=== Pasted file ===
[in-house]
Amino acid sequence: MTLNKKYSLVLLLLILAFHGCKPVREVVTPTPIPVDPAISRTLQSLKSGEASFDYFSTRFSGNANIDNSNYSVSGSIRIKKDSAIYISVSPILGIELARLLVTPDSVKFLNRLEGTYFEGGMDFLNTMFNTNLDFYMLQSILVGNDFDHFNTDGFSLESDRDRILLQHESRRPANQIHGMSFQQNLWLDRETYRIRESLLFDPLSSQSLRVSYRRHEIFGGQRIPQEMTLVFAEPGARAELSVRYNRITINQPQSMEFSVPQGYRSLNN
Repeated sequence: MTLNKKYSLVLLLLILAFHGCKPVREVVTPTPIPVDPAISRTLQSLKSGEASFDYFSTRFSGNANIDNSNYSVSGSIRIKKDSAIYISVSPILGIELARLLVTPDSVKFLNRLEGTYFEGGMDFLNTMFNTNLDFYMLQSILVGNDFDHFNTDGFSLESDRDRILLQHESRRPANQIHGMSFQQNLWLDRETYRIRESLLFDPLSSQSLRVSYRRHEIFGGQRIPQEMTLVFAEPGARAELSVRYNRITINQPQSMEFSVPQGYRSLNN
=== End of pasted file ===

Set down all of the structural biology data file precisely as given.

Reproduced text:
[in-house]
Amino acid sequence: MTLNKKYSLVLLLLILAFHGCKPVREVVTPTPIPVDPAISRTLQSLKSGEASFDYFSTRFSGNANIDNSNYSVSGSIRIKKDSAIYISVSPILGIELARLLVTPDSVKFLNRLEGTYFEGGMDFLNTMFNTNLDFYMLQSILVGNDFDHFNTDGFSLESDRDRILLQHESRRPANQIHGMSFQQNLWLDRETYRIRESLLFDPLSSQSLRVSYRRHEIFGGQRIPQEMTLVFAEPGARAELSVRYNRITINQPQSMEFSVPQGYRSLNN
Repeated sequence: MTLNKKYSLVLLLLILAFHGCKPVREVVTPTPIPVDPAISRTLQSLKSGEASFDYFSTRFSGNANIDNSNYSVSGSIRIKKDSAIYISVSPILGIELARLLVTPDSVKFLNRLEGTYFEGGMDFLNTMFNTNLDFYMLQSILVGNDFDHFNTDGFSLESDRDRILLQHESRRPANQIHGMSFQQNLWLDRETYRIRESLLFDPLSSQSLRVSYRRHEIFGGQRIPQEMTLVFAEPGARAELSVRYNRITINQPQSMEFSVPQGYRSLNN